Bangladesh

To add to our history

Mar 25, 2017
“Crimes against humanity anywhere at any point in time are crimes against humanity and civilisation for all times” – Anonymous
The government’s decision to observe March 25 as “Genocide Day” is  highly significant and adds another key milestone in highlighting our national history. The genocide by Pakistan occupation forces was unprecedented and most brutal in contemporary history.
In terms of intensity, scale, and magnitude, the 1971 genocide in Bangladesh manifests one of the most aggressive violations of human rights this century.
The March 25, 1971 genocide was aimed not only at killing millions, but also at dismantling democratic process and institutions, wiping out human rights reflected in International Human Rights covenants and the UN Charter itself.
Marking March 25 as “Genocide Day” would not only add value to the momentum of reflecting our historic struggle for freedom, but would also facilitate enhancing the level of global awareness, understanding, and reflection on how the people of Bangladesh resisted the occupation forces.
On one hand, this will remind the international community of the crimes and atrocities committed by Pakistan occupation forces, and on the other, widen information and knowledge of the international community with regards to the core historical objectives, principles, facts, and realities based on which Bangladesh emerged as a sovereign, independent state.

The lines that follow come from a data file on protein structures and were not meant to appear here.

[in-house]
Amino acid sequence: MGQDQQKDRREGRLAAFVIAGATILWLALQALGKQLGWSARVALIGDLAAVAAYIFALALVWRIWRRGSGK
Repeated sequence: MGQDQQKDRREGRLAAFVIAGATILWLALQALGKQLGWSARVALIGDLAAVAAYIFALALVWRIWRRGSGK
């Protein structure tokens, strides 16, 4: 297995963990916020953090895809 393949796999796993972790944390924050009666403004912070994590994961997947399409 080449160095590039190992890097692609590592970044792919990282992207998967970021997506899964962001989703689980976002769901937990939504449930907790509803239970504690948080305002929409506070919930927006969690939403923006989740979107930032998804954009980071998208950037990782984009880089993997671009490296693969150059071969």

It is extremely important to deeply explore the insights of our statehood through the War of Liberation, the historic leadership of Father of the Nation Bangabandhu Sheikh Mujibur Rahman, the supreme sacrifices of our freedom fighters, as well as the valuable role, contribution, and engagement of all segments of society.
 

 

Dhaka Tribune, March 24, 2017

Leave a Reply

Your email address will not be published. Required fields are marked *

In northeast India, water-management practices to deal with climate change

In a small village on the north bank of the Brahmaputra in Assam in northeast India, farmer Horen Nath stood gazing at his partially submerged paddy field. The floods had kept their annual date but mercifully, the farmer said, the waters have started receding. "The weather has become very strange of late. We always had ample rain,

Read more...

UAE, Saudi Arabia can help India meet any oil deficit, says UAE envoy

Even as the US-imposed sanctions on Iran has put India’s energy security in jeopardy, United Arab Emirates Ambassador to India Ahmed Albanna has allayed fears of an oil shortage, saying hi...

Read more...
Tweets about SAMonitor
SAM Facebook